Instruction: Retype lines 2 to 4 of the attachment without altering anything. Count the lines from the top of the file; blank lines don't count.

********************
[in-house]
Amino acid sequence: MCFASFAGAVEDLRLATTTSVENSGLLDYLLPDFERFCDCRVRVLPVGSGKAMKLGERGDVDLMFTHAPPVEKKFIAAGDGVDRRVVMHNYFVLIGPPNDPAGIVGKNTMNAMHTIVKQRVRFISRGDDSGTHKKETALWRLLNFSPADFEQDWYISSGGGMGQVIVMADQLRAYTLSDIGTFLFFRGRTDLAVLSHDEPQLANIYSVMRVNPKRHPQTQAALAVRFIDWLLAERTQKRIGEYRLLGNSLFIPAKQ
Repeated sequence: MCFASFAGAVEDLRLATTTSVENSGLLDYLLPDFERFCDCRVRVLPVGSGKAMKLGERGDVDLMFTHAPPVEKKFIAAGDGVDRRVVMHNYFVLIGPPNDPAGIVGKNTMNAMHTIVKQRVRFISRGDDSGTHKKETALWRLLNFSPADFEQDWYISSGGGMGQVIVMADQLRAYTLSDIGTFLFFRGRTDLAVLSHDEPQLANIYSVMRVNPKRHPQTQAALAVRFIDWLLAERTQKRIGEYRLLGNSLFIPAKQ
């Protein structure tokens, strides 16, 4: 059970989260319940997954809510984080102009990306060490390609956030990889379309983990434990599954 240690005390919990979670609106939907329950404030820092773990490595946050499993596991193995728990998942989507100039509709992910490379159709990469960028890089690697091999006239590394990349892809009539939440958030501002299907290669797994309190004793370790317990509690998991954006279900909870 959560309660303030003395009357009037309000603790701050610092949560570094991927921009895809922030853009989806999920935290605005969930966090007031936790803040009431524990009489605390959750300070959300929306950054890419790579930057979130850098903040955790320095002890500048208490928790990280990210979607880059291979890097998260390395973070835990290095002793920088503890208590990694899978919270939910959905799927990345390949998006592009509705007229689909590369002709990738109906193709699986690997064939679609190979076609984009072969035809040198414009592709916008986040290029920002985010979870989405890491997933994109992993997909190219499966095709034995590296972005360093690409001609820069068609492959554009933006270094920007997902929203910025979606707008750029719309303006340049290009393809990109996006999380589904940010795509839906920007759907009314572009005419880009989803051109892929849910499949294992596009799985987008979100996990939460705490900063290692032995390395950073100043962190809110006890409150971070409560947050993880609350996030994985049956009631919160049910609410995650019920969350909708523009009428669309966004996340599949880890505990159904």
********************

Amino acid sequence: MCFASFAGAVEDLRLATTTSVENSGLLDYLLPDFERFCDCRVRVLPVGSGKAMKLGERGDVDLMFTHAPPVEKKFIAAGDGVDRRVVMHNYFVLIGPPNDPAGIVGKNTMNAMHTIVKQRVRFISRGDDSGTHKKETALWRLLNFSPADFEQDWYISSGGGMGQVIVMADQLRAYTLSDIGTFLFFRGRTDLAVLSHDEPQLANIYSVMRVNPKRHPQTQAALAVRFIDWLLAERTQKRIGEYRLLGNSLFIPAKQ
Repeated sequence: MCFASFAGAVEDLRLATTTSVENSGLLDYLLPDFERFCDCRVRVLPVGSGKAMKLGERGDVDLMFTHAPPVEKKFIAAGDGVDRRVVMHNYFVLIGPPNDPAGIVGKNTMNAMHTIVKQRVRFISRGDDSGTHKKETALWRLLNFSPADFEQDWYISSGGGMGQVIVMADQLRAYTLSDIGTFLFFRGRTDLAVLSHDEPQLANIYSVMRVNPKRHPQTQAALAVRFIDWLLAERTQKRIGEYRLLGNSLFIPAKQ
């Protein structure tokens, strides 16, 4: 059970989260319940997954809510984080102009990306060490390609956030990889379309983990434990599954 240690005390919990979670609106939907329950404030820092773990490595946050499993596991193995728990998942989507100039509709992910490379159709990469960028890089690697091999006239590394990349892809009539939440958030501002299907290669797994309190004793370790317990509690998991954006279900909870 959560309660303030003395009357009037309000603790701050610092949560570094991927921009895809922030853009989806999920935290605005969930966090007031936790803040009431524990009489605390959750300070959300929306950054890419790579930057979130850098903040955790320095002890500048208490928790990280990210979607880059291979890097998260390395973070835990290095002793920088503890208590990694899978919270939910959905799927990345390949998006592009509705007229689909590369002709990738109906193709699986690997064939679609190979076609984009072969035809040198414009592709916008986040290029920002985010979870989405890491997933994109992993997909190219499966095709034995590296972005360093690409001609820069068609492959554009933006270094920007997902929203910025979606707008750029719309303006340049290009393809990109996006999380589904940010795509839906920007759907009314572009005419880009989803051109892929849910499949294992596009799985987008979100996990939460705490900063290692032995390395950073100043962190809110006890409150971070409560947050993880609350996030994985049956009631919160049910609410995650019920969350909708523009009428669309966004996340599949880890505990159904």